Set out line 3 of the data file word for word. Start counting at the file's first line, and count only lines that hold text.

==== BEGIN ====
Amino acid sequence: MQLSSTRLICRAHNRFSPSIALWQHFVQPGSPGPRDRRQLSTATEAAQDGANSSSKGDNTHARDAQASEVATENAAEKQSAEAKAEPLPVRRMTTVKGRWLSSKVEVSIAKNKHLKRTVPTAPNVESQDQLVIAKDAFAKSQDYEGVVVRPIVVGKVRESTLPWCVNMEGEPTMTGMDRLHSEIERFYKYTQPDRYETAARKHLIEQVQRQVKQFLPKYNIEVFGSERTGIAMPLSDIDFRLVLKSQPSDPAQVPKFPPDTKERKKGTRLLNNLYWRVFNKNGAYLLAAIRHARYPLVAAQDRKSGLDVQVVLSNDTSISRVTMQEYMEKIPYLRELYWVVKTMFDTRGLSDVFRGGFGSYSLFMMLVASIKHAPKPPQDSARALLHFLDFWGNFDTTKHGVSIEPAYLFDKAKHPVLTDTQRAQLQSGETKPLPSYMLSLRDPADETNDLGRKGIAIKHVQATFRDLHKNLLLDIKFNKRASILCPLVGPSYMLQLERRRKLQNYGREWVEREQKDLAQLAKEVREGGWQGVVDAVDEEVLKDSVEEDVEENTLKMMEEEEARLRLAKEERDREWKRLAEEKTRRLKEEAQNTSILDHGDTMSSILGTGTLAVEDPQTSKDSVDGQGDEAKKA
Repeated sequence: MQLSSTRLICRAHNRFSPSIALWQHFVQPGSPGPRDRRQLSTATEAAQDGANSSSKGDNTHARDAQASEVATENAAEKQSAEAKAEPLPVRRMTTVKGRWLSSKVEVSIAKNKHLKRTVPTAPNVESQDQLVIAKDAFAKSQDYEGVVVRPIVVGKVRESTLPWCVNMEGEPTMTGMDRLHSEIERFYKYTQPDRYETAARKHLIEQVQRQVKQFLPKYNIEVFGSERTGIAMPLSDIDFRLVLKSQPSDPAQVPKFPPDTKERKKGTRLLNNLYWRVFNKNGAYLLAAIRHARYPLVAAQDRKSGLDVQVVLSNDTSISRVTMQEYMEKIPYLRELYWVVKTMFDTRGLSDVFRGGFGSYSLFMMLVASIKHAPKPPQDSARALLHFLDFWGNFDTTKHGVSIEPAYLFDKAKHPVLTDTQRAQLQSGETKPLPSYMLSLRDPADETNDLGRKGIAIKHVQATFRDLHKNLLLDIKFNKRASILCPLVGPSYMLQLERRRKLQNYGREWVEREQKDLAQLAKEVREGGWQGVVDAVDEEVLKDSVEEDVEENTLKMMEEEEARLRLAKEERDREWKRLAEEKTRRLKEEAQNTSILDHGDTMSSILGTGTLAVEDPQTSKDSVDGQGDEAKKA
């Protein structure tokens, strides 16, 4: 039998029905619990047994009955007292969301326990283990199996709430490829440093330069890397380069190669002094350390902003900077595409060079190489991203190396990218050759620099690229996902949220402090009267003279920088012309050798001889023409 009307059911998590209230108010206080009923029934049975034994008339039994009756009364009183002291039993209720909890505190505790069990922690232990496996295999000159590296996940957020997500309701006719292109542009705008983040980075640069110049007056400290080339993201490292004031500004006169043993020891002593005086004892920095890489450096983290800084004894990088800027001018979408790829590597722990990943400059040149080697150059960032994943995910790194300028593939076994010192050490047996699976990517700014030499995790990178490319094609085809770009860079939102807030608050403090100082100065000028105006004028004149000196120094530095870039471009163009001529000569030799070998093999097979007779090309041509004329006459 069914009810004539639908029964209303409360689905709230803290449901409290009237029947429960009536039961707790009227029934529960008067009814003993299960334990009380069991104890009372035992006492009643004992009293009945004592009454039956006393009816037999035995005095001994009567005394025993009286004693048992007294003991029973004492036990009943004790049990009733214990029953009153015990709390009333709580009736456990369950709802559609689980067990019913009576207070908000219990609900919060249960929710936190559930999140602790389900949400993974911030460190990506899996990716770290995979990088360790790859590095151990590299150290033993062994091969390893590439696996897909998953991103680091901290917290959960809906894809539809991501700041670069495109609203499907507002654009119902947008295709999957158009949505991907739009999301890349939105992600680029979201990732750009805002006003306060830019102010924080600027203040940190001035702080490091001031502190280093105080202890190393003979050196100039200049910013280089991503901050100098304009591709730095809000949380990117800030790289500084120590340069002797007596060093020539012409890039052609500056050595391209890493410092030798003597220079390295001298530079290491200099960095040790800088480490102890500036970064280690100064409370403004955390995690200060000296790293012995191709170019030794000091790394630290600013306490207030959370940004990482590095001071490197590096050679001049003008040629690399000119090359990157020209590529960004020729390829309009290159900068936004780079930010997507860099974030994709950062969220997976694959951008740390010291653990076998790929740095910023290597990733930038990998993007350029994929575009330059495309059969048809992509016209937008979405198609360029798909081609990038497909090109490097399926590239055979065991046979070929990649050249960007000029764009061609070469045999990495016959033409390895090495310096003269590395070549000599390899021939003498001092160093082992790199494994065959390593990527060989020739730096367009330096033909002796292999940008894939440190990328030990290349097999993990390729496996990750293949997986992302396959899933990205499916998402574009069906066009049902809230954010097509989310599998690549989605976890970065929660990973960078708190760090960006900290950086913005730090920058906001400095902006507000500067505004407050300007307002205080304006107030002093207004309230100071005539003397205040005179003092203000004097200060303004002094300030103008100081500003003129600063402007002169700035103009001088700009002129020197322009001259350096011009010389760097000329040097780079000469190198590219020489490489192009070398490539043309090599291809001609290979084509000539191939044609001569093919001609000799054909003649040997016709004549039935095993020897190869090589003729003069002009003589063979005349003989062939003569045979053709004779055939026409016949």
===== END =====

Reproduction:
């Protein structure tokens, strides 16, 4: 039998029905619990047994009955007292969301326990283990199996709430490829440093330069890397380069190669002094350390902003900077595409060079190489991203190396990218050759620099690229996902949220402090009267003279920088012309050798001889023409 009307059911998590209230108010206080009923029934049975034994008339039994009756009364009183002291039993209720909890505190505790069990922690232990496996295999000159590296996940957020997500309701006719292109542009705008983040980075640069110049007056400290080339993201490292004031500004006169043993020891002593005086004892920095890489450096983290800084004894990088800027001018979408790829590597722990990943400059040149080697150059960032994943995910790194300028593939076994010192050490047996699976990517700014030499995790990178490319094609085809770009860079939102807030608050403090100082100065000028105006004028004149000196120094530095870039471009163009001529000569030799070998093999097979007779090309041509004329006459 069914009810004539639908029964209303409360689905709230803290449901409290009237029947429960009536039961707790009227029934529960008067009814003993299960334990009380069991104890009372035992006492009643004992009293009945004592009454039956006393009816037999035995005095001994009567005394025993009286004693048992007294003991029973004492036990009943004790049990009733214990029953009153015990709390009333709580009736456990369950709802559609689980067990019913009576207070908000219990609900919060249960929710936190559930999140602790389900949400993974911030460190990506899996990716770290995979990088360790790859590095151990590299150290033993062994091969390893590439696996897909998953991103680091901290917290959960809906894809539809991501700041670069495109609203499907507002654009119902947008295709999957158009949505991907739009999301890349939105992600680029979201990732750009805002006003306060830019102010924080600027203040940190001035702080490091001031502190280093105080202890190393003979050196100039200049910013280089991503901050100098304009591709730095809000949380990117800030790289500084120590340069002797007596060093020539012409890039052609500056050595391209890493410092030798003597220079390295001298530079290491200099960095040790800088480490102890500036970064280690100064409370403004955390995690200060000296790293012995191709170019030794000091790394630290600013306490207030959370940004990482590095001071490197590096050679001049003008040629690399000119090359990157020209590529960004020729390829309009290159900068936004780079930010997507860099974030994709950062969220997976694959951008740390010291653990076998790929740095910023290597990733930038990998993007350029994929575009330059495309059969048809992509016209937008979405198609360029798909081609990038497909090109490097399926590239055979065991046979070929990649050249960007000029764009061609070469045999990495016959033409390895090495310096003269590395070549000599390899021939003498001092160093082992790199494994065959390593990527060989020739730096367009330096033909002796292999940008894939440190990328030990290349097999993990390729496996990750293949997986992302396959899933990205499916998402574009069906066009049902809230954010097509989310599998690549989605976890970065929660990973960078708190760090960006900290950086913005730090920058906001400095902006507000500067505004407050300007307002205080304006107030002093207004309230100071005539003397205040005179003092203000004097200060303004002094300030103008100081500003003129600063402007002169700035103009001088700009002129020197322009001259350096011009010389760097000329040097780079000469190198590219020489490489192009070398490539043309090599291809001609290979084509000539191939044609001569093919001609000799054909003649040997016709004549039935095993020897190869090589003729003069002009003589063979005349003989062939003569045979053709004779055939026409016949």